Mexico's National Challenge
Mexico has committed ambitiously to reducing 22% of its greenhouse gas emissions by 2030 compared to business-as-usual scenarios, with the potential to raise the target up to 40%, and 50% by 2050 compared to the year 2000.
Mexico was a leader in the negotiation of the Paris Agreement; it has committed ambitiously to reducing22% of its GHG emissions by 2030 compared to baseline scenario, and raised the potential to push the target to 40%. Mexican water utilities will need to contribute to this reduction, but they already face a difficult task in meeting users’ demands. Low tariffs, high water consumption and a complicated legal framework have led to unsustainable water abstraction, high energy costs, water losses and inadequate wastewater treatment, which contribute to high emissions and make communities more vulnerable to climate risks.
WaCCliM in Mexico
The WaCCliM project is working with the National Water Commission (CONAGUA), the Ministry of Environment and Natural Resources (SEMARNAT) and the National Water Association of Mexico (ANEAS). These partners have participated in the dissemination of the low-carbon approach in the water sector, including through network meetings of utilities and the development of standards for biogas and energy generation projects.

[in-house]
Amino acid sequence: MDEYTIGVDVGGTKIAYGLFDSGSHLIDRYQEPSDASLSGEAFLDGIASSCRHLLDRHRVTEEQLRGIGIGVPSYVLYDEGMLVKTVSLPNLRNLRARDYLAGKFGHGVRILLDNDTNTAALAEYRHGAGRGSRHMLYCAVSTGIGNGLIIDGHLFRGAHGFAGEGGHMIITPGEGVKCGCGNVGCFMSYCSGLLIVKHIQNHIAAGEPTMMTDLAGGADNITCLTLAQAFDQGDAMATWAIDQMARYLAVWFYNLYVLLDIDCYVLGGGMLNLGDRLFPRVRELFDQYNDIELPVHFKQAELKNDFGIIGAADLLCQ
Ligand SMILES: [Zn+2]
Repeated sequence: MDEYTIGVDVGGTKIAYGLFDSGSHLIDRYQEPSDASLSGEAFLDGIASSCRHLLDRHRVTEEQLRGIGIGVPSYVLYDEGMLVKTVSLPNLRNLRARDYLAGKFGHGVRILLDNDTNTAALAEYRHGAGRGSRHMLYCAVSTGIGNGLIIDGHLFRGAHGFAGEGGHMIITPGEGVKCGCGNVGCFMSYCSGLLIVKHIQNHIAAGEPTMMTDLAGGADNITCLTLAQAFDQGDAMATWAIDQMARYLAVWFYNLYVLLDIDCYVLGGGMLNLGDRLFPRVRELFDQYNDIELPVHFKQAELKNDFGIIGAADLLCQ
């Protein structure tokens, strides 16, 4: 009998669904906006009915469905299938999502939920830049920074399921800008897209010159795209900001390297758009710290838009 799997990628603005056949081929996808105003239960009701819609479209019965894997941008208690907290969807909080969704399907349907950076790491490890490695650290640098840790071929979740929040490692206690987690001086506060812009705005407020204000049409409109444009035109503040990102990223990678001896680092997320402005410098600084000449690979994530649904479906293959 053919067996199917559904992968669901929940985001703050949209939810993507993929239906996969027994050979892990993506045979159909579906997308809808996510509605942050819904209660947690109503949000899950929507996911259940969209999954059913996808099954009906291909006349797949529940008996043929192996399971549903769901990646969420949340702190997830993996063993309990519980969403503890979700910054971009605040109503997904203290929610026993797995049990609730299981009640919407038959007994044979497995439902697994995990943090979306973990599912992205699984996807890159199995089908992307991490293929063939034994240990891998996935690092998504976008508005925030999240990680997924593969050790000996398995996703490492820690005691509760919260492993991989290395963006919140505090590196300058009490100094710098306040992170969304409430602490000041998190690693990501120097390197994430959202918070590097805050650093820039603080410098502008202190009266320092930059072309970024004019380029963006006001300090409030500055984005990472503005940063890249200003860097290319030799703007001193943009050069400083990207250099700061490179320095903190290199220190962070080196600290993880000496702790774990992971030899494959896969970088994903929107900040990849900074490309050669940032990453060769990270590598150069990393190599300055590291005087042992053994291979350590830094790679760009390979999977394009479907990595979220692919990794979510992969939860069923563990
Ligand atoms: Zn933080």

CO2 reduction and beneficiaries through implemented measures in San Francisco del Rincón, Mexico. Illustration: © WaCCliM
WaCCliM Partner Utilities
Two pilot utilities in the city of San Francisco del Rincón are paving the way to sustainable, low-carbon urban water management. SAPAF provides water supply services, while SITRATA operates a wastewater treatment plant shared between two municipalities, San Francisco del Rincón and La Purísima. The raw water comes from groundwater wells and requires only disinfection. The drainage network does not require any pumping. The wastewater treatment plant is based on an activated sludge system.
Currently, they are avoiding emissions of 2,500 t CO2e per year, comparable to planting 12,400 trees annually. Most significantly, they have achieved this by expanding wastewater treatment coverage from less than half of the city to more than 80%. The partners are now investigating further measures to reduce emissions and operational costs and increase resilience to climate risks in the city’s water supply and wastewater system.